The Orange County Board of Supervisors took a big step toward transparency Tuesday by unanimously approving the first reading of an ordinance that would require lobbyists who are paid more than $500 to register with the county and file annual reports.
Today’s vote marks a victory for those who for years have been calling for lobby reform in Orange County. Supervisors failed in three attempts in recent months to come to agreement on a law. A lobbyist registry was first proposed early last year by former State Senator (and Voice of OC Board Chairman) Joe Dunn.
Most large California counties — including San Diego and Los Angeles — have had lobbyist registries for years.
“Its a victory for taxpayers today, and we are really glad the supervisors hammered out a resolution to this,” said Jennifer Muir, spokeswoman for the Orange County Employees Association, one of the biggest proponents of lobby reform.
Despite the unanimous vote, supervisors Shawn Nelson and John Moorlach say they still don’t see a need for it.
“I think this probably a lot to do over nothing,” Nelson said.
Although lobbyists would be required to register under the ordinance, they would not be required to disclose who their clients are. Also, lobbyists would be able to change clients throughout the year without having to report the changes to the county, according to County Chief Executive Tom Mauk. The law calls for lobbyists to start registering July 1.
A key issue yet to be resolved is whether to exclude non-profit organizations from the requirement.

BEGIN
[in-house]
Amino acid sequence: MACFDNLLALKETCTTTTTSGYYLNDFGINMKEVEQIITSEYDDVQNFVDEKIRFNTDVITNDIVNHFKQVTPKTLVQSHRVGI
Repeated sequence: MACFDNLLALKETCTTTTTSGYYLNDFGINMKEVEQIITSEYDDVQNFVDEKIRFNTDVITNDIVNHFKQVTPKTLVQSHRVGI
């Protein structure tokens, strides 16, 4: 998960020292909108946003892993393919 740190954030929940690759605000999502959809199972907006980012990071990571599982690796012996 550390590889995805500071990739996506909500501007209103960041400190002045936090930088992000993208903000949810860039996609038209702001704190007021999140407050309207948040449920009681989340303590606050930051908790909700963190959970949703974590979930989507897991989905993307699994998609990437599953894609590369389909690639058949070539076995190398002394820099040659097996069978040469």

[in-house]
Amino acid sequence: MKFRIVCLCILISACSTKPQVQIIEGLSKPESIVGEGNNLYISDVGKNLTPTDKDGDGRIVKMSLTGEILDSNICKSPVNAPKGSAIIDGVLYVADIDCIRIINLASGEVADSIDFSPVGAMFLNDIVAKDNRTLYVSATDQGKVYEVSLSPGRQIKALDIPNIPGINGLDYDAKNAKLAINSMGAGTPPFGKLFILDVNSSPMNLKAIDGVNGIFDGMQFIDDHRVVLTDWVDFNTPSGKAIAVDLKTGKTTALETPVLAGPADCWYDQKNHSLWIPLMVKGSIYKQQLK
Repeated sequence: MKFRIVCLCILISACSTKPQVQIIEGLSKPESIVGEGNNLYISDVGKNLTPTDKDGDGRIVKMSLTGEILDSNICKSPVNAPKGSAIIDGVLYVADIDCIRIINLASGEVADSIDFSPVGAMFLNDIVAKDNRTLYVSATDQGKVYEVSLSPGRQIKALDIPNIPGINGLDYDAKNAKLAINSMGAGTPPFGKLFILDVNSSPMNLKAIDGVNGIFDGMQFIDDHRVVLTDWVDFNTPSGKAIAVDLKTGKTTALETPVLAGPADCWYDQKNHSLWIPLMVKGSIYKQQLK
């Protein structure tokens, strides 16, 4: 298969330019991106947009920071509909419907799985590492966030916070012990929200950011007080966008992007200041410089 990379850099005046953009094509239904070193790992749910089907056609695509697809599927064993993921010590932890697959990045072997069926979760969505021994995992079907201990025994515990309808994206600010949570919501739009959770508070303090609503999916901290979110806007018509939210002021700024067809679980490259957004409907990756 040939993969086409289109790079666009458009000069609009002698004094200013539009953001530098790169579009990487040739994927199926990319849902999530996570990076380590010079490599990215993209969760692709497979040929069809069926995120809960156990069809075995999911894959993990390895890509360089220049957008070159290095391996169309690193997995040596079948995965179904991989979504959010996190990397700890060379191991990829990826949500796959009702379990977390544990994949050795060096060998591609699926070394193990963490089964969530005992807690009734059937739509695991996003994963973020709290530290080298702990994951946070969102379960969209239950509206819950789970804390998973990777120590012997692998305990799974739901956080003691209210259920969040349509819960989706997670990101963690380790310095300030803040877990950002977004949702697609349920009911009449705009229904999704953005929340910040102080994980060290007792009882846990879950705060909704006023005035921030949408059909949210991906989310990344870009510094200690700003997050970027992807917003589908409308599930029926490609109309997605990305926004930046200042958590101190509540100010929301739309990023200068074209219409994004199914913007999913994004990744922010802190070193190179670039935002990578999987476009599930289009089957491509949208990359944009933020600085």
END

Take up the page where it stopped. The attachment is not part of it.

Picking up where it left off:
The consensus among supervisors, with the exception of Supervisor Janet Nguyen, was clear — if you’re after taxpayer money, you’re a lobbyist, regardless of your tax status.
“They’re [non-profits] going to be ‘lobbying’ for these contracts,” said Supervisor John Moorlach.
Nguyen, however, was reluctant to paint nonprofits with such a broad stroke, saying that the executive director and board of directors for a nonprofit aren’t after personal gain.
Nguyen did say, however, that a good trigger would be to have a nonprofit register if the organization actually hires a lobbyist. Ultimately, the board directed staff to come back with more information on exempting nonprofits, and supervisors will discuss it again then.
Supervisors also changed the reporting requirement from quarterly to annual. Supervisor Pat Bates asked for a review of the $75 lobbyist registration to make sure that the fee would actually pay for the administration of the registry.
County lobbying firms and county lobbyist employers would also be required to register.
— ADAM ELMAHREK